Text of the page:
function.

Note that this will glob the whole content of input into memory. If you want
streaming, see the next section.

=head2 Accept streaming input

To accept streaming input, you specify one or more of your arguments as C<<
stream=>1 >>. Also, these arguments need to specify their source either from
file, STDIN, or STDIN/files, by setting C<< cmdline_src =>
file|stdin|stdin_or_files >>, because otherwise, just receiving value from
command-line option like C<--arg val> is not very interesting :-). You will
receive your function argument as a coderef which you can call repeatedly until
input is exhausted (at the point of which the coderef will return undef).

 $SPEC{perl_wc} = {
     v => 1.1,
     args => {
         input => {
             schema => 'str*',
             stream => 1,
             cmdline_src => 'stdin_or_files',
         },
     },
 };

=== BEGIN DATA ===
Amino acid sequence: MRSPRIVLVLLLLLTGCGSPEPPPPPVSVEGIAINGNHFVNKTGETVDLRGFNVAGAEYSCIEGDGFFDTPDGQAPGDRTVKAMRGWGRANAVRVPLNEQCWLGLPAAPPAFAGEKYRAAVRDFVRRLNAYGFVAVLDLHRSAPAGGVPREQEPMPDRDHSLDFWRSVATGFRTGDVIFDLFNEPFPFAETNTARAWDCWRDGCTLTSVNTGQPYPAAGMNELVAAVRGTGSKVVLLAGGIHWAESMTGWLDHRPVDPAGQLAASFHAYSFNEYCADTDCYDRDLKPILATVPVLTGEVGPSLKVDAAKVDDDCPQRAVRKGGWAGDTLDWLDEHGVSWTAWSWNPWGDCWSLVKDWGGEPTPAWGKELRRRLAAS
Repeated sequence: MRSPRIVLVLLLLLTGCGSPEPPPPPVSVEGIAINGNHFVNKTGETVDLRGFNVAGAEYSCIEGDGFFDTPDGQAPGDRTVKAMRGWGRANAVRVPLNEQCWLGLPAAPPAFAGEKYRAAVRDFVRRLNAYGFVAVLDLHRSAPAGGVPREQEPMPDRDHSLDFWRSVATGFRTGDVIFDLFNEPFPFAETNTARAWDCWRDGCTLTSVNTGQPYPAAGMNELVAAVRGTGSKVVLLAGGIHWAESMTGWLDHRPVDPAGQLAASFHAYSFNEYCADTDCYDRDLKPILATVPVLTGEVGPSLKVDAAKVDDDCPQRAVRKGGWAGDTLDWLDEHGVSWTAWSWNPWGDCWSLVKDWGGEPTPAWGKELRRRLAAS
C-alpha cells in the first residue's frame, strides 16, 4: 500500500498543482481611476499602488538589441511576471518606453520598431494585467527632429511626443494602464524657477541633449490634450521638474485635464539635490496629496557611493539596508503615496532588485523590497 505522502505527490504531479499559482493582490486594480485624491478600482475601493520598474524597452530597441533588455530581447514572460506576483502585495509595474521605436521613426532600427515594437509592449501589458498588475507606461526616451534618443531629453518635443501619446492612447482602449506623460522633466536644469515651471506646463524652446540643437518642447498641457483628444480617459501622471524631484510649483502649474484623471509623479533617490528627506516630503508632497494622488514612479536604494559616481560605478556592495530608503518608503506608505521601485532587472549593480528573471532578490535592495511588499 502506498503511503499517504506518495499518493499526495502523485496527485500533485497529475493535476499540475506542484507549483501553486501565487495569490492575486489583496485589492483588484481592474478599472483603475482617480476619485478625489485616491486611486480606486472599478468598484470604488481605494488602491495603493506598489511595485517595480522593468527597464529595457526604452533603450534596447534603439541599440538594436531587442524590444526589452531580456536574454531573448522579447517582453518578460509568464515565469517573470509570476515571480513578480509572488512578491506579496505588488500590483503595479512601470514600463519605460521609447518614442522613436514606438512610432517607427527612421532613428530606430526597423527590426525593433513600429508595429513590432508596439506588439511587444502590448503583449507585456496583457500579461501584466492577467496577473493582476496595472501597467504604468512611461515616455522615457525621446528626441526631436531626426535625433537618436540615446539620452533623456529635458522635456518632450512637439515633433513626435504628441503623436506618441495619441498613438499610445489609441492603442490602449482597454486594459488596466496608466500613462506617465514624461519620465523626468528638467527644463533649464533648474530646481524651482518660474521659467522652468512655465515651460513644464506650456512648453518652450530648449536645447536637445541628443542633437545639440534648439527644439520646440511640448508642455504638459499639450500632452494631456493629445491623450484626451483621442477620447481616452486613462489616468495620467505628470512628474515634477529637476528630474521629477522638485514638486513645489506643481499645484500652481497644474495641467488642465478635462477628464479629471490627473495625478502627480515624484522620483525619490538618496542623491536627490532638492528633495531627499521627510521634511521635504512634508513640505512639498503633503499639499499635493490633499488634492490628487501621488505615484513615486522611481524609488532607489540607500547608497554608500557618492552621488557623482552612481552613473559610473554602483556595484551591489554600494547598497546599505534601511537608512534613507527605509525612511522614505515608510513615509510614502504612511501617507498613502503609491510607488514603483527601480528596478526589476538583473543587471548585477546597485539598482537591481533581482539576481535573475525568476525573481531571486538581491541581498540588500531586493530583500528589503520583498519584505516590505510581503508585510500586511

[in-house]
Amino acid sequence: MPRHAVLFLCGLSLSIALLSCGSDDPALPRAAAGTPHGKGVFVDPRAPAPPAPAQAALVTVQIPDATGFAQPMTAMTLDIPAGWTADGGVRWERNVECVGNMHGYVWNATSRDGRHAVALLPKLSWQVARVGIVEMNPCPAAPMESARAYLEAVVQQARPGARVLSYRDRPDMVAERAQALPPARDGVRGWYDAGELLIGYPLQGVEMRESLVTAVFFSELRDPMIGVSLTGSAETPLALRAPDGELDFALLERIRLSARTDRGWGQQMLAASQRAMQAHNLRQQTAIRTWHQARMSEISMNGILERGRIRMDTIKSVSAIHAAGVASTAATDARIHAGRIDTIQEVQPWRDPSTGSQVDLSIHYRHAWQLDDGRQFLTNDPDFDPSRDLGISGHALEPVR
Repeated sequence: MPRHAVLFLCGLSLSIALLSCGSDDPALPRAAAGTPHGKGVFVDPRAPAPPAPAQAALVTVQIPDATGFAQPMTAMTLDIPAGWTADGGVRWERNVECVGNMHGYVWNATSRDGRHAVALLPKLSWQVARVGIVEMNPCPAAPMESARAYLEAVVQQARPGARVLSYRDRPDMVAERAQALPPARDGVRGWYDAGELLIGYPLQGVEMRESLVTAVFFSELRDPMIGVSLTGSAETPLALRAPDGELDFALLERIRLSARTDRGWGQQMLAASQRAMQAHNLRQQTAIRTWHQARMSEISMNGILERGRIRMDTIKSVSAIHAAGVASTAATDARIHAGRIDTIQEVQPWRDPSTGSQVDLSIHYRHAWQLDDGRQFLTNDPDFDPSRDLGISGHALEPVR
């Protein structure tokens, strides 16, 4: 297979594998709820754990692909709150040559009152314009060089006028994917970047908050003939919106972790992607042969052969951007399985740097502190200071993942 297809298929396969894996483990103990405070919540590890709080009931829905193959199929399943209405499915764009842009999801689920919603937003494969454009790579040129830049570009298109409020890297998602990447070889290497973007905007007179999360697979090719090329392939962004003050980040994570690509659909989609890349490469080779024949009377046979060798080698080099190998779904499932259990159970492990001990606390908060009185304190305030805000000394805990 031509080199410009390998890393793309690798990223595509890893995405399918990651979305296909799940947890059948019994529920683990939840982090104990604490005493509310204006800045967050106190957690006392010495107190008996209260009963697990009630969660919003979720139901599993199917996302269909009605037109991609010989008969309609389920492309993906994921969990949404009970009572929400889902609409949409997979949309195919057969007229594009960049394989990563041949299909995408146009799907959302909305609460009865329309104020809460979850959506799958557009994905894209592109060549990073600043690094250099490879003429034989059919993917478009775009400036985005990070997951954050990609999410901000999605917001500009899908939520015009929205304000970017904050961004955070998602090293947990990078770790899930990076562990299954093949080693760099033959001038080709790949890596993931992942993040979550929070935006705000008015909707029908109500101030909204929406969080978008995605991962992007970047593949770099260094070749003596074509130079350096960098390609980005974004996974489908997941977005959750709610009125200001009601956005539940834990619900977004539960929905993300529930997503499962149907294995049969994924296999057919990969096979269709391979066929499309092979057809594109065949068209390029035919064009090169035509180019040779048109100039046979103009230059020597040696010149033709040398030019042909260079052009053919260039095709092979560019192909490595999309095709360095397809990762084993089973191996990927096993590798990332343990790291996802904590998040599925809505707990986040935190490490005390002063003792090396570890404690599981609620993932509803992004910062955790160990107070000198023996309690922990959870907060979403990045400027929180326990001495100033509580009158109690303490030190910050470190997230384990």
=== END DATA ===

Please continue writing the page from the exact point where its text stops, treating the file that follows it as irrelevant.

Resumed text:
sub perl_wc {
     my %args = @_;
     my $input = $args{input};

     my $chars = 0;
     my $words = 0;
     my $lines = 0;
     while (my $line = $input->()) {
         $lines++;
         $chars += length($line);
         chomp $line;
         my @w = split /[ \t]+/o, $line; $words += @w;
     }

     [200, "OK", {chars=>$chars, words=>$words, lines=>$lines}];
 }

When run:

 % ls -l | perl_wc
 +-------+-------+
 | key   | value |
 +-------+-------+
 | chars |  1995 |
 | lines |    42 |
 | words |    61 |
 +-------+-------+

Note: by default you will get string/text input line-by-line, and for binary
(C<buf>) per-64k. This will be configurable in the future.

If argument type is not simple (e.g. an array or hash), then JSON stream input
will be assumed. This means, each line of input will be parsed as JSON.

=head1 OUTPUT